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Berkeley Community Chorus & Orchestra’s Finale Features Britten

May 18, 2016



 

The Berkeley Community Chorus & Orchestra is concluding the season celebrating its 50th anniversary with performances of one of the most emotional and magnificent choral works, Benjamin Britten’s War Requiem, June 3–5, in UC Berkeley’s Hertz Hall.

Even for the renowned BCCO, this is a daring undertaking. It requires a large chorus, a boys chorus with an important role, two orchestras, and three soloists to present this powerful musical setting of Wilfred Owen’s poetry, which was written in the deadly trenches of World War I.

Leading the orchestras will be BCCO Music Director Ming Luke and assistant conductor Eric Choate. The soloists are soprano Carrie Hennessey, tenor Brian Thorsett, and baritone Efraín Solís; Thorsett and Solís are former members of the Merola Opera Program.

For the children, BCCO is doing something unusual. The score calls for boys chorus, but the concerts will present the San Francisco Girls Chorus instead. The boys chorus specified by Britten has a major role in the Offertorium and the finale (Libera me), but the substitution is made — according to Luke — because girls choruses don’t have the same “long tradition and opportunity” to be featured in this kind of role.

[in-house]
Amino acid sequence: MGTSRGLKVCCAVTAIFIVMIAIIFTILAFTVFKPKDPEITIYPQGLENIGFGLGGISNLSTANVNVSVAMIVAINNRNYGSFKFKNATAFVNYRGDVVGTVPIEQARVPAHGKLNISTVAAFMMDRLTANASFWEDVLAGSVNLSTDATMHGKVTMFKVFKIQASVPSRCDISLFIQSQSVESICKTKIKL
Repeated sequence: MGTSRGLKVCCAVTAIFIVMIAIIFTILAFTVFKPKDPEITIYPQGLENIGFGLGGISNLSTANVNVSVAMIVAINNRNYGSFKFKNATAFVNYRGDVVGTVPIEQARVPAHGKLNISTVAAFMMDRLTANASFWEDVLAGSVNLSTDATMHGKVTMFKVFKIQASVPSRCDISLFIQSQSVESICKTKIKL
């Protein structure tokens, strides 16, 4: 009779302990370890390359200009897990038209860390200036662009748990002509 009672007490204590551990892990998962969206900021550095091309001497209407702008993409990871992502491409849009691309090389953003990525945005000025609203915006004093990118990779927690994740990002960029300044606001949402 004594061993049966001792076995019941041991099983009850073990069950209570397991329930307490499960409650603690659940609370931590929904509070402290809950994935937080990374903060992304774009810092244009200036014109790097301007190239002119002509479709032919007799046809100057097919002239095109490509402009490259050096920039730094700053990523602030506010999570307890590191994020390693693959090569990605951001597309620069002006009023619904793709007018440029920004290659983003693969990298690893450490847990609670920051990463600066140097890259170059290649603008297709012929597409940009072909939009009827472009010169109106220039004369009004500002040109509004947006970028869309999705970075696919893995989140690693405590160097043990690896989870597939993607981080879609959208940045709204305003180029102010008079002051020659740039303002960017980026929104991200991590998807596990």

Earlier, BCCO made a similar gender substitution in Bernstein’s Chichester Psalms, employing two sopranos although the composer specified countertenor or boy soprano, but not a woman, as Luke acknowledges, to reinforce the liturgical meaning, that the “Psalm of David” is to be heard as if sung by the boy David himself.

BCCO has been leading up to the concerts with a series of lectures, poetry readings, and workshops exploring the World War I period and the issues raised by that history. There are still preconcert talks to be given by John Prescott (June 3, 7 p.m.), Marika Kuzma (June 4, 3 p.m.), and John Kendall Bailey (June 5, 3 p.m.).

The 50-year-old organization is remarkably diverse: The youngest member is 16, a student at Berkeley High, and the oldest is 86. There are several couples in the chorus, some who met for the first time at rehearsals. A survey of chorus members showed 76 reporting that classical music played an important role in their upbringing, 69 said it was an occasional experience, and 21 heard no classical music growing up.

Besides English, chorus members speak Spanish, French, German, Chinese, Armenian, Dutch, Estonian, Hebrew, Hindi, Italian, Japanese, Persian, Polish, Portuguese, and Russian. Some 38 singers participate in other choruses as well. About reading music: 72 fluently, 63 with some effort, 24 “struggle,” 7 not at all. A vast majority of 123 go to sectionals “occasionally,” 30 to all that are for their parts, and an honest dozen admit never going. 

 

CORRECTION: This article had incorrectly stated the name of the soprano: It is Carrie Hennessey, not Henderson.

Janos Gereben appreciates news tips, corrections, and words of encouragement at [email protected].